Science faculty concerned about abuse of emergency stations

The improper activation of an eyewash station in the hallway of Thompson Biology building last Sunday caused massive damage to laboratories on the floor below. The eyewash station was activated by an unknown vandal around 2 a.m. and has led to outrage among science faculty, in addition to calls for a reevaluation of the safety stations in buildings in the Science Quad.

The activation of the eyewash station was the third incident in two years in which an unidentified vandal turned on one of the safety mechanisms in the biology building. The first incident happened last September, when someone activated a safety shower station after hours, causing flooding of offices on the second floor. Officers arrived to find two inches of rising water already on the floor.

Steven Zottoli, professor of biology, experienced a great deal of flooding in 2002 when water from the shower flowed down the hall and under his office door. Despite having papers and historical documents on the floor of the office, Zottoli commented that he “didn’t lose anything because I acted quickly.”Zottoli was concerned enough about the issue to warn the College via e-mail that “the vandalism is a wake-up call to redesign this system in all buildings.”

After the Science Center renovations between 1998 and 2000, the majority of safety shower and eyewash stations were located in the Morley Science Laboratories (MSL), a completely new wing of the Science Center. In this wing, the floor is built out of water-resistant vinyl that curves slightly upwards where it meets the wall. These two features ensure that any spilled water gathers in the center and does not seep out at the sides or down to floors beneath.

The lab consultants that Williams hired to advise on the renovation, Earl Walls Associates, recommended that option for the Morley labs. The firm advised against installing either floor drains to drain water or a holding tank to catch runoff water. “A shower is meant to wash off toxin,” said Professor Charles Lovett, director of the Science Center, who oversaw the renovation planning for eight years. “If the water drains, it goes into the sewer.”

A holding tank under the shower to prevent mixing toxic water in the drain system also has problems, Lovett said. Earl Walls Associates advised the College that such a tank, embedded in concrete, could dry out and corrode. The problem of the toxic water sitting in the tank could cause fumes and pollution problems as well. In the end, the specialized floor prevailed.

In the old biology building, no such debate about water drainage took place. According to Lovett and other faculty, the building had never had floor drains, and the renovation plans did not focus on the idea of installing some kind of water-catching device in this building. “When these buildings were built, people had a much different attitude about such things,” said David Richardson, professor of chemistry, in regards to the lack of floor drains in the biology building.

This was of little comfort to Joan Edwards, professor of biology. The activated eyewash station incident last week occurred when Edwards was out of town, so she did not find out that spilled water had seeped through the biology building’s first floor and into her lab until she returned. Although Security responded in under a minute to turn off the eyewash station, Professor Edwards returned to her lab to find ZIP discs floating in water and cardboard boxes filled with samples that had been soaked. “I just don’t know what to do,” said Edwards.The loss of data is irreplaceable. How can you work in a lab that can be flooded at any minute?”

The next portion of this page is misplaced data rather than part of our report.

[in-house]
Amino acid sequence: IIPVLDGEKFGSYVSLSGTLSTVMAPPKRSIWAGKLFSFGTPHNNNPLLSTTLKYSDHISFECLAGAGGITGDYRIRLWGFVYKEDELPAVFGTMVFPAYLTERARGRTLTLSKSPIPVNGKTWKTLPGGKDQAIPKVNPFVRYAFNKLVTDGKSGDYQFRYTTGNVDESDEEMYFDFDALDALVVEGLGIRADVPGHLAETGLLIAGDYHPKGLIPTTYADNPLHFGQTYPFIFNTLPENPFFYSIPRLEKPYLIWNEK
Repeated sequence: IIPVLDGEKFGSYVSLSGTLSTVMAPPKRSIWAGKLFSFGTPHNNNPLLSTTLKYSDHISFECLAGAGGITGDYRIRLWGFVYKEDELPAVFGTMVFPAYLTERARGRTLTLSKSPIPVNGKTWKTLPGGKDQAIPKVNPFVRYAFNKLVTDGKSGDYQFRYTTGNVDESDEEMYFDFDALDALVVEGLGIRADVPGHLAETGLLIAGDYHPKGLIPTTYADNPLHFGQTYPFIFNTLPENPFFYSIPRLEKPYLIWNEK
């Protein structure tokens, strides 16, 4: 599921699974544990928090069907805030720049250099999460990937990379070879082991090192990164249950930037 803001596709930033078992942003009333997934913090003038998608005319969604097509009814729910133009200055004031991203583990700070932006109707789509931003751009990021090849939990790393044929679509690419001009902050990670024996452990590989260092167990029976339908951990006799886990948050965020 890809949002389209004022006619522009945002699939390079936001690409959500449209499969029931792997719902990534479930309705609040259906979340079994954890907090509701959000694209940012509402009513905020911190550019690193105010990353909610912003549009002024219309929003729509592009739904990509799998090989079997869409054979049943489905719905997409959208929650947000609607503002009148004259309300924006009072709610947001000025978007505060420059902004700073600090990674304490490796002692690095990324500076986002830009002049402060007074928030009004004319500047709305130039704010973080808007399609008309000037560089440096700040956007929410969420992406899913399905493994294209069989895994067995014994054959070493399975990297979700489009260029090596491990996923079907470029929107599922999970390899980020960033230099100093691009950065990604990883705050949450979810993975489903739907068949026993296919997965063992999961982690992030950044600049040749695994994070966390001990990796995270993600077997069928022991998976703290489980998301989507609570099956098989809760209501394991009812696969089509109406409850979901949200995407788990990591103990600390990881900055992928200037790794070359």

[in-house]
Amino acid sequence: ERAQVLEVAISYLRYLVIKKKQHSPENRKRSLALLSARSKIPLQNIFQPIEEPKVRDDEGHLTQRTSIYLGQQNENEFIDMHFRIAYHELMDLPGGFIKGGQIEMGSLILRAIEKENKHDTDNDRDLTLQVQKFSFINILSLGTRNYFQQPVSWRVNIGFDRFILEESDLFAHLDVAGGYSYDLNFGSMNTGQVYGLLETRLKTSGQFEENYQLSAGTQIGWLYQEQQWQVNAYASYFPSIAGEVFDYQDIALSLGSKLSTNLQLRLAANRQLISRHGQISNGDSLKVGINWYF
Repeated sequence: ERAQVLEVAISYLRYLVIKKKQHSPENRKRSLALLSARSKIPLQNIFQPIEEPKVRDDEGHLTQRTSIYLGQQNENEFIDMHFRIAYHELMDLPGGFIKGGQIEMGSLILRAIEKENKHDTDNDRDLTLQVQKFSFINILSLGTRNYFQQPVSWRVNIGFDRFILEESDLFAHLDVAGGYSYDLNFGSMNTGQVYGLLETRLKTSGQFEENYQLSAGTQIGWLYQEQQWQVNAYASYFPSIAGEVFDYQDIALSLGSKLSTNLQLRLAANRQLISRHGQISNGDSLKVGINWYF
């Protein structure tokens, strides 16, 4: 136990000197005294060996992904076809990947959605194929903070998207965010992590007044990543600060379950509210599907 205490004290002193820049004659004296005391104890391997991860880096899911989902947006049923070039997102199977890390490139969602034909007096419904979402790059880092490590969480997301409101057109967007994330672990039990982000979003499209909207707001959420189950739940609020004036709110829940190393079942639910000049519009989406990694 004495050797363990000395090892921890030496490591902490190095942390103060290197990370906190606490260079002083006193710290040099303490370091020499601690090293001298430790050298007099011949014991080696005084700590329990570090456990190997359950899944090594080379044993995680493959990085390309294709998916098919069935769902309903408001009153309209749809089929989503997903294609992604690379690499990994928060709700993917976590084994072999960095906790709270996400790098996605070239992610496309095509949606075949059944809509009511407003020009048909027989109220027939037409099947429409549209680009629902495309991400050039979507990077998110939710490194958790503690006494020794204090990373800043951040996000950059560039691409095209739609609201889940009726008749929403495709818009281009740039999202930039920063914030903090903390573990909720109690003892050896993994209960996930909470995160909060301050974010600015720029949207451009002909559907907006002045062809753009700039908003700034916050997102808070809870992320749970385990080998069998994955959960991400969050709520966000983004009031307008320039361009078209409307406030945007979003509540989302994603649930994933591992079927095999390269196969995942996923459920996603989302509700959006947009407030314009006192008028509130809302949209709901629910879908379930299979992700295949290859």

At the time of the interview, Edwards was writing an e-mail to the College to complain, as Professor Zottoli did nearly exactly a year ago. She plans to suggest a reappraisal of the safety system to eliminate unnecessary showers and institute some kind of system to hold water should an emergency shower or eyewash station be activated in the future.

Irene Addison, associate vice president for Facilities and Auxiliary Services, said that the pull in 2002 prompted the College to ask other schools with similar lab situations for advice. Since most labs built today do not install shower drains for the reasons elucidated by Earl Walls Associates about the Morley labs, many schools are experiencing similar problems.

The hallway shower pulled in 2002 has since been removed, but no other action was taken. However, there are plans to discuss solutions. Addison could not give a date as to when these talks would take place, nor was she sure who exactly would be involved in the discussions.Some possible solutions from Addison’s point of view include moving a shower into each individual lab rather than hallway showers or installing some kind of containment tank.

“It’s too early to say when action will be taken,” Addison said. “We will have to coordinate with faculty and existing lab schedules so as not to disturb classes going on right now.”

“I think we have to do something to ensure this won’t happen again,” Lovett said. “We weren’t imagining [hallway showers] would give pranksters an opportunity to cause trouble.”

Lovett and Addison both suggested putting Bronfman and other science buildings on a card reading system similar to the one installed in the Schow Science Library to tighten security. Neither, however, could be sure how to prevent damage that could occur if a shower or eyewash station were legitimately activated due to an emergency during a lab.

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